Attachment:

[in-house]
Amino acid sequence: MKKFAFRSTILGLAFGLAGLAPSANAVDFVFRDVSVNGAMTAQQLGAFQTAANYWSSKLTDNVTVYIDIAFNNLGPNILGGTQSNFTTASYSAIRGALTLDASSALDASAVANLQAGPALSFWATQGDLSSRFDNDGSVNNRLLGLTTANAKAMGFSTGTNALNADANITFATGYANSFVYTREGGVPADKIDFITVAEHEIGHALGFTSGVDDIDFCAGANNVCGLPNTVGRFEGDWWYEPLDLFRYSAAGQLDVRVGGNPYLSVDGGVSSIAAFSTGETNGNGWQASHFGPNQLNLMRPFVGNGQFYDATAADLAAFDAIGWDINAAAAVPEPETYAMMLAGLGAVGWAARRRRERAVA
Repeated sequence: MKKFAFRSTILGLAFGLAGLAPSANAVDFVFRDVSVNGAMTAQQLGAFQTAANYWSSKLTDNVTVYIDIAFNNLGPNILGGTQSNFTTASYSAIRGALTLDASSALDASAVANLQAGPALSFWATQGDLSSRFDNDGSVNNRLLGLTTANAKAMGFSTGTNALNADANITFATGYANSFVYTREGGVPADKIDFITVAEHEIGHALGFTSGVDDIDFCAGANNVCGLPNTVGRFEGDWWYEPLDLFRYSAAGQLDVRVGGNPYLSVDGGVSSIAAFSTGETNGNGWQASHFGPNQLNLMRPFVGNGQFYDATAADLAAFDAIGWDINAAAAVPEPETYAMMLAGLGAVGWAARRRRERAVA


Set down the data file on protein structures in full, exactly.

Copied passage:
[in-house]
Amino acid sequence: MKKFAFRSTILGLAFGLAGLAPSANAVDFVFRDVSVNGAMTAQQLGAFQTAANYWSSKLTDNVTVYIDIAFNNLGPNILGGTQSNFTTASYSAIRGALTLDASSALDASAVANLQAGPALSFWATQGDLSSRFDNDGSVNNRLLGLTTANAKAMGFSTGTNALNADANITFATGYANSFVYTREGGVPADKIDFITVAEHEIGHALGFTSGVDDIDFCAGANNVCGLPNTVGRFEGDWWYEPLDLFRYSAAGQLDVRVGGNPYLSVDGGVSSIAAFSTGETNGNGWQASHFGPNQLNLMRPFVGNGQFYDATAADLAAFDAIGWDINAAAAVPEPETYAMMLAGLGAVGWAARRRRERAVA
Repeated sequence: MKKFAFRSTILGLAFGLAGLAPSANAVDFVFRDVSVNGAMTAQQLGAFQTAANYWSSKLTDNVTVYIDIAFNNLGPNILGGTQSNFTTASYSAIRGALTLDASSALDASAVANLQAGPALSFWATQGDLSSRFDNDGSVNNRLLGLTTANAKAMGFSTGTNALNADANITFATGYANSFVYTREGGVPADKIDFITVAEHEIGHALGFTSGVDDIDFCAGANNVCGLPNTVGRFEGDWWYEPLDLFRYSAAGQLDVRVGGNPYLSVDGGVSSIAAFSTGETNGNGWQASHFGPNQLNLMRPFVGNGQFYDATAADLAAFDAIGWDINAAAAVPEPETYAMMLAGLGAVGWAARRRRERAVA